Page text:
Hospital spending is the single fastest-growing component of health care cost. Facing a huge labor shortage, hospitals must spend more to hire qualified workers. Also, as medical technology becomes more precise and advanced, costs go up.

Medical liability is a huge problem in the U.S. health care system. Every time a doctor or a hospital gets sued, the cost of that judgment flows down to the health care purchaser.

How to Fix It

NAM and other organizations are strong supporters of health savings accounts, health reimbursement arrangements, flexible spending account rollovers, and other methods to encourage consumerism in the current health care system. Employees need to understand that pills don't come in $10, $20, and $30 flavors; they might cost $250. The doctor's visit isn't a $15 co-pay; it's $300 to the company's health plan.

Other recommendations from NAM include:

  • Protect the gains manufacturers received in Medicare reform. It will be vital to introduce private marketplace competition and disease management, and to help Medicare change to help prevent disease rather than pay for treatment of disease.
  • Pass medical liability reform in the Senate. The House passed it twice in 2004, but the Senate balked on liability reform, whether it's product liability, medical liability, or class action reform. NAM believes that removing the litigation costs from health care is critical to controlling costs.
  • Reduce medical error. Preventable medical errors, from surgical mistakes to botched prescriptions, kill nearly 200,000 Americans each year. Moving to electronic records and true peer review rather than litigation shelter will help to reduce the incidence of medical errors.
  • Limit benefit mandates and liability expansions. While proposals for the patient's bill of rights, mental health parity, or colon rectal cancer screening sound good, mandates for additional coverage result in more health care costs for manufacturers. According to some health care industry observers, for each 1 percent that health coverage costs increase, 400,000 people lose their coverage.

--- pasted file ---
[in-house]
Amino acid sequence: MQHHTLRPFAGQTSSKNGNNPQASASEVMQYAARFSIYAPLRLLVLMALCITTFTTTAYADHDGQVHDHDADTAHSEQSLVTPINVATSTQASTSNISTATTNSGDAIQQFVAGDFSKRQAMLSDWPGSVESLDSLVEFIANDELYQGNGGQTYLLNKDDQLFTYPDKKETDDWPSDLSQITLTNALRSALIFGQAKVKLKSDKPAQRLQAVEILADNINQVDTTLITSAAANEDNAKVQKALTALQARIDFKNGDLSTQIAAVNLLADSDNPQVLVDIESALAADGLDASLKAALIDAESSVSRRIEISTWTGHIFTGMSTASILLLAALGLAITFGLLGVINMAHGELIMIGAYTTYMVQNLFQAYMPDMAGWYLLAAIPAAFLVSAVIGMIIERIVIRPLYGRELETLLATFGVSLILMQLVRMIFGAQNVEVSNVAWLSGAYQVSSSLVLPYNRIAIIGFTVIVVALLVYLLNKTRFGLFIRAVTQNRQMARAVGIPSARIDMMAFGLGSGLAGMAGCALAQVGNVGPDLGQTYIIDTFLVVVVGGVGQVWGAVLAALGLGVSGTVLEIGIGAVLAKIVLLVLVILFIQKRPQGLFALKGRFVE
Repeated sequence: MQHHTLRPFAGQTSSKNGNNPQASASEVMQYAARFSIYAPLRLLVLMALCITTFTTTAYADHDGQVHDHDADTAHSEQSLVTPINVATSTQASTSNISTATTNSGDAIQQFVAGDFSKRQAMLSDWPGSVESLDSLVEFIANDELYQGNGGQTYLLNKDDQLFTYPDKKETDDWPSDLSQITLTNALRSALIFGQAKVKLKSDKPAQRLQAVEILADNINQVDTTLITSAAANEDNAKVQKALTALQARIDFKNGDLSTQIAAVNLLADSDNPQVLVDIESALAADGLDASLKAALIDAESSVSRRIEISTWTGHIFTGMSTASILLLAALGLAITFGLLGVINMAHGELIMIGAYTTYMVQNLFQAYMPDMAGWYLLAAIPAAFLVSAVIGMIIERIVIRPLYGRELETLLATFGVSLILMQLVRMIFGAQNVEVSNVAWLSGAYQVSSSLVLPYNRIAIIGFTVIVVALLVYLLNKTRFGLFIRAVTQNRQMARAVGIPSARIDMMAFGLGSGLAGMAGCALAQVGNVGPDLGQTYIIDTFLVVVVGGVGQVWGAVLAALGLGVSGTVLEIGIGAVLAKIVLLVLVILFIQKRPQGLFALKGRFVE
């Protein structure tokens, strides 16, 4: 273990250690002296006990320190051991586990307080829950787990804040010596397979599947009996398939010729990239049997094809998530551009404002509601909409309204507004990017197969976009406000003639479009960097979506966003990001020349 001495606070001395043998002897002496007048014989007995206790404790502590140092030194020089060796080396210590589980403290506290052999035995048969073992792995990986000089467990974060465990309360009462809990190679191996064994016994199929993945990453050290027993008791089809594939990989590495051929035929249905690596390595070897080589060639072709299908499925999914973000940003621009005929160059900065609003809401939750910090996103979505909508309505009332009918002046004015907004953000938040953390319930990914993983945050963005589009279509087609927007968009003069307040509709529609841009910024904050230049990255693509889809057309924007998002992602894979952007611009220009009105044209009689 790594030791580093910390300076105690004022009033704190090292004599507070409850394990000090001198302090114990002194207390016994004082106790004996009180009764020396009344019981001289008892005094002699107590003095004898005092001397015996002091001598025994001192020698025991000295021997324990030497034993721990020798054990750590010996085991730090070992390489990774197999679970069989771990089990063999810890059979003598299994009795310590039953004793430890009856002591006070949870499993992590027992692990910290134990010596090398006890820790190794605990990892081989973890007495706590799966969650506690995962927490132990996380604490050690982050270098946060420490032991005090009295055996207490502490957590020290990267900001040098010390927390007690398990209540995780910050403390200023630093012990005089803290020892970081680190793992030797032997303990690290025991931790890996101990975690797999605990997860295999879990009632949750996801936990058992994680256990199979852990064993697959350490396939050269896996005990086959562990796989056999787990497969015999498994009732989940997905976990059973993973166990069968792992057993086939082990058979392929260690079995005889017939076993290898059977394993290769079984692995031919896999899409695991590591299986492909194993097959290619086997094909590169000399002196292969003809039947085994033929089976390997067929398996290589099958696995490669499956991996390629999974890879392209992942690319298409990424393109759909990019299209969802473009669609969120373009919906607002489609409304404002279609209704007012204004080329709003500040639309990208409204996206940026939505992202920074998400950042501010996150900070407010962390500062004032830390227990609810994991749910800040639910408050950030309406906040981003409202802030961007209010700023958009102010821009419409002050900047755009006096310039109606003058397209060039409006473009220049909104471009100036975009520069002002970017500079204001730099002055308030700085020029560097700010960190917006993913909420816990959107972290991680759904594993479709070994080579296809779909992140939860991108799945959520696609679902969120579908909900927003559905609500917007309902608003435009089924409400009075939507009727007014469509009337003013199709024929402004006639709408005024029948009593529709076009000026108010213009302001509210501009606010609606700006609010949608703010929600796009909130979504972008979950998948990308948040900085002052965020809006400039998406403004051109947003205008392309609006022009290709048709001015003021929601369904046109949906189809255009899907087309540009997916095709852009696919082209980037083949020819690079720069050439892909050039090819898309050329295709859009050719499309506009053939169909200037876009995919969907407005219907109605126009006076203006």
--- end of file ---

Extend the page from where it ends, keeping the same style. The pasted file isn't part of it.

• Encourage disease prevention and healthy habits. Behavioral issues account for at least half of all health care expenditures. In the future, manufacturers could look into varying insurance premiums by health status or health indicators. For example, people with lower body mass indices could receive discounts, as long as there is a provision for people who can't make a target but are working to improve their health status.

Where Is Health Care Going?

Interest is increasing for more employee involvement, with more emphasis on health savings accounts, and this trend is expected to grow.

There is great promise in consumerism and moving toward getting consumers more involved in their health care benefits. That way, manufacturers can maintain some level of employer involvement and still fix their costs to help end the veritable nightmare that health care benefits have been to employers in recent years.

National Association of Manufacturers, 1331 Pennsylvania Ave. N.W., Washington, DC 20004-1790, 202-637-3000, fax 202-637-3182, www.nam.org

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The FABRICATOR is North America's leading magazine for the metal forming and fabricating industry. The magazine delivers the news, technical articles, and case histories that enable fabricators to do their jobs more efficiently. The FABRICATOR has served the industry since 1971.